view route map.


Great Langdale Beck as seen from Elterwater Bridge.

Looking to Chapel Stile dominated by the deep ravine cut by Megs Gill.

Views over the frost veneered fields of Great Langdale, with Oakhowe Crag rising to the left and the unmistakable Langdale Pikes under a blanket of early morning cloud.

Lit by the golden glow of a winter mornings sun, Oakhowe Crag.

The farm buildings at Oak Howe.

I may be guessing but I'd say this narrow track was once the main route through Great Langdale, it clings to slightly higher ground away from what would have once been the boggy valley floor.

Rounding the corner I got my first view of Crinkle Crags.

This route along the flanks of the valley proved to be a fine view point, here we have The Band backed by Bow Fell and Crinkle Crags.

The magnificent rock architecture of Wainwright's crouching lions, the Langdale Pikes looking stunning bathed in early morning light.

The summit Side Pike with magical views to Crinkle Crags and Bow Fell.

The Langdale Pikes as seen across Great Langdale with the valley of Mickleden to the left.

On a day like today it's bloody hard work tearing myself away from the summit, here's a view looking to The Band with Bow Fell rising above the finger of cloud.

In the other direction views over Blea Tarn to Wetherlam above Little Langdale.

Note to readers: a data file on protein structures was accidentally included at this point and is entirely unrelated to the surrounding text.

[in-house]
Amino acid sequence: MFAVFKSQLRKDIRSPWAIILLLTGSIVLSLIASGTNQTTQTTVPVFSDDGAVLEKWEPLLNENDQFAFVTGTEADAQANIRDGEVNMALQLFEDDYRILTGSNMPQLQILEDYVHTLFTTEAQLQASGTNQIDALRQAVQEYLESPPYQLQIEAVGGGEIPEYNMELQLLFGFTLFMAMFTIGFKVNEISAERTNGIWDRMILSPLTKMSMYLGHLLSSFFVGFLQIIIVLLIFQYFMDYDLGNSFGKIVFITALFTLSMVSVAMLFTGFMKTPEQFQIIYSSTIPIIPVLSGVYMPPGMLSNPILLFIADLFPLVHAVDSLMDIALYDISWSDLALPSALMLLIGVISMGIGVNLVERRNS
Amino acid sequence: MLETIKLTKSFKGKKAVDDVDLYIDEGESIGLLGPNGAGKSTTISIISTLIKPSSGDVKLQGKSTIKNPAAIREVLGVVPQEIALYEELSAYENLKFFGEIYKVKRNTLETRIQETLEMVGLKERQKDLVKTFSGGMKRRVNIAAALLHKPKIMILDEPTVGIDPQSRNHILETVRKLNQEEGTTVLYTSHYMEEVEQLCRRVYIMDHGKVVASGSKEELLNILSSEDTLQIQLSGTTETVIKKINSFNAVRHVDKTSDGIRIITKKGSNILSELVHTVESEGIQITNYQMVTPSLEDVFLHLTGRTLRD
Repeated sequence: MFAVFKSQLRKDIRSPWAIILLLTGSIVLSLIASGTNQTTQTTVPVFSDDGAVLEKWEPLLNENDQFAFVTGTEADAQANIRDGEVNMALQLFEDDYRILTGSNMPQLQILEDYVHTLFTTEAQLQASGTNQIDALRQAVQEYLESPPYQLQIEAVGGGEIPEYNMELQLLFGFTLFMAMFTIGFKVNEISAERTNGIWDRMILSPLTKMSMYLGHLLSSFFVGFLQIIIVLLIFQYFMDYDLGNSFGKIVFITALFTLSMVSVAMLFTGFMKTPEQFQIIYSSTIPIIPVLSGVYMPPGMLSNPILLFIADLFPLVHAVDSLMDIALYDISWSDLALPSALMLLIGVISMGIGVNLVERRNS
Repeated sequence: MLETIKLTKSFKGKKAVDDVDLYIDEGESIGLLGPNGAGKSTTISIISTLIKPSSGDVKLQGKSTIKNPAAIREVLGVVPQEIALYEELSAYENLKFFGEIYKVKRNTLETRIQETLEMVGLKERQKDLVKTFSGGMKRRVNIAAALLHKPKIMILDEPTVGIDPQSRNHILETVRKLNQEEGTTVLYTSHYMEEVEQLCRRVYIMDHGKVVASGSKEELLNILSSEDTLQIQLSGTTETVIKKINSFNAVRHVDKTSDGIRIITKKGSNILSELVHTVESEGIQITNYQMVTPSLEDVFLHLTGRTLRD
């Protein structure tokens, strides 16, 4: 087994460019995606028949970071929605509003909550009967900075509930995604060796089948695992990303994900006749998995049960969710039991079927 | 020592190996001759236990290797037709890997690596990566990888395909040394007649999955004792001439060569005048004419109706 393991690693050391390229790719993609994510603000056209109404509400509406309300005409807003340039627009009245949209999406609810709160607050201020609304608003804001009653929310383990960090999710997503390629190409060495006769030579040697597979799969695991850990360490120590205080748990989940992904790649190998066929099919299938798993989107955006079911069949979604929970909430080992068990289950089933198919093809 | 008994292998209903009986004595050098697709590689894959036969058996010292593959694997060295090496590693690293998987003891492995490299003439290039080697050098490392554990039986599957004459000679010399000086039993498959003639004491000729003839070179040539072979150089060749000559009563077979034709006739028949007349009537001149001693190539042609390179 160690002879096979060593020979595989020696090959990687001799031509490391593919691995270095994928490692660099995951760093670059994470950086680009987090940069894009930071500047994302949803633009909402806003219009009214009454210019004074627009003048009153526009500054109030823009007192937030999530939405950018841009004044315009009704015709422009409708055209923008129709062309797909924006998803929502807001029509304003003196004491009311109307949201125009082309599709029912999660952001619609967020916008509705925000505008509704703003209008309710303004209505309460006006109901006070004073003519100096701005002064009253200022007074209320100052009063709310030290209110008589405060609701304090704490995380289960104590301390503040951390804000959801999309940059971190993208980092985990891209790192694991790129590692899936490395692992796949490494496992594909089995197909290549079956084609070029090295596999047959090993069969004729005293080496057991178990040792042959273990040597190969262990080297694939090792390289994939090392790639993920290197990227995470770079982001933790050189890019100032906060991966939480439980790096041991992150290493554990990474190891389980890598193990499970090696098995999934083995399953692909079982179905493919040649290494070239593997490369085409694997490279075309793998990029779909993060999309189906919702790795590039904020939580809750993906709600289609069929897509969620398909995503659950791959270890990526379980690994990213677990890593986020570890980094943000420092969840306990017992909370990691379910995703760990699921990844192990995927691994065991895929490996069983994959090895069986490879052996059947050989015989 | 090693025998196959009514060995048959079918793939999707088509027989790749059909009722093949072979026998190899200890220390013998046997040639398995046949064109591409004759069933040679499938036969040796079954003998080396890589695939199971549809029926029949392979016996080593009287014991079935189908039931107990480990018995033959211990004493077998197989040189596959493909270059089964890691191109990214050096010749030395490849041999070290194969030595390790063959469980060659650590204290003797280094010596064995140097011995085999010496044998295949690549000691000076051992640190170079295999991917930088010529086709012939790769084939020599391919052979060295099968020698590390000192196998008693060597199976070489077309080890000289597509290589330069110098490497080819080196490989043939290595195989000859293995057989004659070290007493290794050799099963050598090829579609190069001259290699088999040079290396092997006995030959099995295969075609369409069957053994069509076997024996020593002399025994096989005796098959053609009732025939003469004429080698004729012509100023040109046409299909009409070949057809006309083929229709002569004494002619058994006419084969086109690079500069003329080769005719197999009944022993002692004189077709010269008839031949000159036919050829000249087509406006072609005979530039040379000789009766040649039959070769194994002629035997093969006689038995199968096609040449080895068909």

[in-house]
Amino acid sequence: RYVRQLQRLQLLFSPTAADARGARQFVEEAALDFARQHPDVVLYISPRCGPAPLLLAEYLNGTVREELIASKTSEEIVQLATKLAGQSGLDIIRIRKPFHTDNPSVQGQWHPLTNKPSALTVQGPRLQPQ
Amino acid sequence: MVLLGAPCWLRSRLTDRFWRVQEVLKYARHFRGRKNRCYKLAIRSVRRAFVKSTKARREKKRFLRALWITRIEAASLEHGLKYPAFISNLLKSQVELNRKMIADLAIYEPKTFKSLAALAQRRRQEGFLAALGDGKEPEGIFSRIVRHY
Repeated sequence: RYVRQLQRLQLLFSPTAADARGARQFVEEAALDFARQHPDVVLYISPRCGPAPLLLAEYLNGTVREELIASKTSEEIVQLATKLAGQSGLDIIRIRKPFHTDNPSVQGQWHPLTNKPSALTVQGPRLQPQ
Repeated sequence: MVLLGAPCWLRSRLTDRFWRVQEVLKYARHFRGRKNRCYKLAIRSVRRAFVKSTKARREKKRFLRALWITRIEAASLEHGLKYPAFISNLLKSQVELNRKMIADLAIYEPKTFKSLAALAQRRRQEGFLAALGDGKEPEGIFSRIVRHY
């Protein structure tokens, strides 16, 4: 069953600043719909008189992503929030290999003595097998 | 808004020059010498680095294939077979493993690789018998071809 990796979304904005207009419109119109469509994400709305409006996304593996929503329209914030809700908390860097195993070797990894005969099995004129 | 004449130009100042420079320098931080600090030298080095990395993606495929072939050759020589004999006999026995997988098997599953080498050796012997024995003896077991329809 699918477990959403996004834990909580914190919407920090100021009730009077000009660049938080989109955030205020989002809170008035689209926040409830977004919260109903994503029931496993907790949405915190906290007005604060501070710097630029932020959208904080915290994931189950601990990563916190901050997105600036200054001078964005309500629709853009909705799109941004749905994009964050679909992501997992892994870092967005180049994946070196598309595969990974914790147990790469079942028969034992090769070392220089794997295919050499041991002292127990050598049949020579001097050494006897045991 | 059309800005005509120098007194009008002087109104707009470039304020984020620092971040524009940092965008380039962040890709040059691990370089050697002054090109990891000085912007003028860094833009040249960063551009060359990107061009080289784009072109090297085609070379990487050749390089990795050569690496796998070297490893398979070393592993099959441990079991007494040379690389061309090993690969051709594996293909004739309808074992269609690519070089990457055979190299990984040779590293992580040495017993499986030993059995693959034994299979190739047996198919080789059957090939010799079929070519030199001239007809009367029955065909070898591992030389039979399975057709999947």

Side Pike Pinnacle, at this point I was glad there was no one around to watch my pathetic attempt to pass behind the rock.

Taking a breather on the ascent of Lingmoor Fell, looking back to Side Pike backed by mighty Bow Fell and the Langdale Pikes.

Soaking up the view from the Lingmoor summit ridge, Blake Rigg rising above Blea Tarn with Wetherlam and Great Carrs on a hazy horizon.

Magical views to Pike of Blisco, Crinkle Crags and The Band.

Seen from near the summit of Lingmoor Fell, carrying a cap of cloud Fairfield, to the left over Grisedale Hause the Helvellyn massif.

A diamond nestling in the palm of the mountains rocky hand, Lingmoor Tarn a real gem.

Standing on the summit of Lingmoor Fell one of the most delectable heights of Lakeland, the view, you should be familiar with their names by now, The Band with Bow Fell rising behind, the Langdale Pikes and separating the two Rossett Crag closing the head of Mickleden.

Stunning views over Little Langdale, looking to the bowl of giants surrounding Greenburn, let Wet Side Edge carry the eye above the rim of shattered rock, over Little and Great Carrs returning over Wetherlam.

Like a slithery snake, my guide for almost all today's high level walking.

And slithering it's way to the summit of Lingmoor Fell, I'm of the opinion this is one of the best examples of a dry stone wall in the whole of Lakeland, if you prefer the view let it carry your eye to Pike of Blisco, Crinkle Crags and Bow Fell.

On the descent I got my first view of Elter Water.

On the final descent, next stop the Britannia Inn.